Support journalism that matters to you

Since COVID-19 impacts us all and we want everyone in our community to have the important information they need, we have decided to make all coronavirus related stories free to read on While we are providing free access to articles, they are not free to produce. The newsroom is working long hours to provide you the news and information you need during this health emergency. Please consider supporting our work by subscribing or donating.

New London police poised to start wearing body cameras

New London —  Police Chief Peter Reichard envisions every police officer in his department wearing body cameras by the fall, after the City Council voted unanimously Monday to authorize the mayor to sign a $1.2 million contract to buy cameras and related equipment.

The five-year contract with Axon Enterprise Inc. covers a bundle of technologies new to the department and also includes Tasers, police vehicle cameras and cloud storage of all video footage.

The city has additionally budgeted for a full-time information technology position, a civilian who will aid in training and the management of the camera system.

The department is in the process of finalizing an agreement with the police union on a series of policies and procedures for use of the cameras.

The cameras are expected to be activated manually by officers during most interactions with the public and automatically start recording when the officer draws a gun or Taser or activates lights on a police cruiser. The cameras are also connected via Bluetooth and activated when another officer in close proximity triggers his or her camera.

Reichard said in an interview that he was always in favor of the use of body cameras "personally and professionally," well before the recent protests aimed at police over the death of George Floyd at the hands of a police officer in Minneapolis.

"Myself and my officers, we don't tolerate that kind of abuse that takes place by police officers," Reichard said. "There's no need for that to be in law enforcement at all, anywhere. We strive to do better than anybody else."

He said video footage is a way to provide transparency and accountability for citizens while protecting officers against frivolous complaints. Behaviors change, Reichard said, when people know they are being recorded.

The city police department five years ago was poised to become the first area police department to equip its officers with body cameras. The City Council in 2015 even authorized some funding toward that goal.

Reichard said antiquated technology at the department was one of the major obstacles, where the planned upgrades to the department's technological infrastructure — linked to its merging of the department's emergency dispatch system with Waterford — now make it possible.

Reichard said his sense is that most officers want the cameras since it provides a level of protection from accusations that might come from short video clips taken on a cell phone. Officers' cameras will provide what he said is footage of an entire incident, start to finish, without the ability to edit any video.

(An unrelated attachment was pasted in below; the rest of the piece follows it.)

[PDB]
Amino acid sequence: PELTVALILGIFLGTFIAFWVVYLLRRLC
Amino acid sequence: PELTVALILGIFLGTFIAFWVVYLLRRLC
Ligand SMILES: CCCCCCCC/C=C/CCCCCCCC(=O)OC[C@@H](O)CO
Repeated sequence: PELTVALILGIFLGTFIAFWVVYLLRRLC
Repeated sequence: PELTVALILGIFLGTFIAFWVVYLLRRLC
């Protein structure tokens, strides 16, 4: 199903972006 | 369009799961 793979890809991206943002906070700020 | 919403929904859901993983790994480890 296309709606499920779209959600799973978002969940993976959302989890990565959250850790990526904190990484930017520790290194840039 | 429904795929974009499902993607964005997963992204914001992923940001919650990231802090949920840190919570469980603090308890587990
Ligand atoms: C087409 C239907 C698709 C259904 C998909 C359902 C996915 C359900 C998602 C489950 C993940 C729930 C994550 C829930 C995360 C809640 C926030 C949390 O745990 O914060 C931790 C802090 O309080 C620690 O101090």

As for officers' behavior, Reichard said they know their videos will be monitored and "will continue to do the job they were trained to do."

New London NAACP President Jean Jordan said in an interview that she thought cameras were something every police department needed.

"Body cameras keep people accountable, not just police but citizens also," Jordan said. "It's an accountability issue. We have 5% of police who do not do the right thing and that's reason enough. If I was a police officer I would want to be able to say, 'Look, this is what happened.'"

Jordan said the one thing she will be watching for in the rules and procedures being developed by the department is "What happens to an officer that does not turn on their body camera?"

"They need to be up front about that," she said.

Councilor Curtis Goodwin on Monday asked the chief whether officers would undergo cultural competency training, or "anything having to do with nonlethal options or training."

"In the current climate we're in, it's super imperative we take note on the cultural competency training to make sure we're ahead of the curve and we're kind of a model city in doing that," Goodwin said.

Reichard said training will include "deescalation" tactics and the department has attended "implicit bias" training provided by the U.S. Attorney's Office.

Local police union President Todd Lynch said in an interview that the union continues to work with the city and police chief to finalize an agreement on policies and procedures with some concern over the cost, given the ongoing shortage of police officers.

The one lingering concern, Lynch said, is that the cost of the cameras is taking priority over the hiring of more officers.

Echoing comments from Councilor John Satti on Monday, Lynch said he wondered what would happen in the event of a budget shortfall at the department.

"This is a nice thing to have. We're on board, especially in today's world, but we want to make sure there are some types of checks and balances to ensure this isn't going to remain in the budget while officers get laid off or it prevents us from hiring," Lynch said.

Lynch said he also thinks it would have been prudent for the city to finalize the policies and procedures before a contract was signed.

Funding for year one of the contract, about $200,000, is expected to come from a 2015 bond authorization for public safety equipment and subsequent years would need to be budgeted. Reichard said he expects the department to absorb the costs of the contract though the city would seek any available state funding.


Loading comments...
Hide Comments